Due to the recent bush fires in our area, kangaroos are coming closer and closer to houses seeking a little fresh grass. Colin came out to look; Whitey cat was too use smelling the flowers to notice.
See you later big guy, but please don’t surprise me behind the camelias!
Visiting Daughter Number Two in Sydney this weekend we came across an interesting recycling concept – Reverse Garbage. The idea is you buy household items which have been discarded by others, fill a bag or buy individually. I came across these nifty Christmas decorations.
On man’s trash is another man’s treasure.
In our world of excess, consumerism and the lure of the new – recycling seems to make sense to me. How did we get to this point of excess? How have come to devalue things so quickly? There were dozens of people dipping into bins and coming up with treasures to take home – another life for discarded goods. More importantly though, what would otherwise be relegated to garbage dumps has a chance to be reused and readmired.
Not sure about these Aussie thongs though!
I must admit to a penchant for rummaging in vintage, used and second hand stores, one Daughter Two shares. Maybe we could also make our own Christmas gifts – I think I may have left it a bit late!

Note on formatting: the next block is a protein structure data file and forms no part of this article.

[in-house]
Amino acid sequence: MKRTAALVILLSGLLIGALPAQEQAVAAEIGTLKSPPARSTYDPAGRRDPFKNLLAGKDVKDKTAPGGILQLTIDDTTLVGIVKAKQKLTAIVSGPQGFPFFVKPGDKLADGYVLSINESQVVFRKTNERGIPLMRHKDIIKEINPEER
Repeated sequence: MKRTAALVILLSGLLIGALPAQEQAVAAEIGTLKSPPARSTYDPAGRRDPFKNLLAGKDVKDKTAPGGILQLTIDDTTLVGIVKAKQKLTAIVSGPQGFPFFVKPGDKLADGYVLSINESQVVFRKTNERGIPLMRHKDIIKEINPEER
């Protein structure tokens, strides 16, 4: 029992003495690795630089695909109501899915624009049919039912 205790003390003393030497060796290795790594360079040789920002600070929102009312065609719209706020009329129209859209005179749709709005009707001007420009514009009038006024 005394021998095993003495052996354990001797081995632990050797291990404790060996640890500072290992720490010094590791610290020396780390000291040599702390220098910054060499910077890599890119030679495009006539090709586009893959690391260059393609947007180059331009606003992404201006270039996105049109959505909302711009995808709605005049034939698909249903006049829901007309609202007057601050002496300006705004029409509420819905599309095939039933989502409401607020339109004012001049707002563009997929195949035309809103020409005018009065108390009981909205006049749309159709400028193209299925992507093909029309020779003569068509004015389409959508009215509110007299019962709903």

Enjoy the lead up to Christmas, where ever you are.
It always amuses us that when we go on holiday we are drawn to the historical aspects of the city or place we are visiting. As we drove through Ned Kelly country on our way here to a Canberra, we often discuss the places such as Glenrowan and their significance for our cultural heritage. Of course, when in Canberra a must see for Australians and overseas tourists alike, are the old and new Parliament Houses. They are icons of our identity.
Set parallel to one another and only 300 metres walking distance apart, the two Houses are indeed worlds apart, both in architecture and modern significance.
I can’t really say which one I preferred. New Parliament House circa 1988, is certainly modern and thrust into the 21st Century with its bright and colourful chambers and glass and steel facade. However, what caught my eye in both Houses we the similarities in light fixtures. It is as though one looks back to the past for inspiration and knowledge whilst the other seeks to find innovation and foresight. Both “light” our democratic paths.
These beautiful fixtures are, surprisingly, in the new Parliament House. The ones that follow are beautiful examples that reflect Old Parliament House’s 1927 Art Deco influence.
One can imagine the historical figures of politics and royalty standing beneath these illuminated pendants.
Indeed, both venues balance the old and the new and are tributes to the men and women who guide and led our nation in peace and in war; in times of great social change, political upheaval and national pride.
The past is never fully gone. It is absorbed into the present and the future. It stays, to shape what we are and what we do. Sir William Deane, 1996. (Judge and former Governor General).
Let us now remember to see the past as an investment in our future and see our future as a beacon of hope and enlightenment.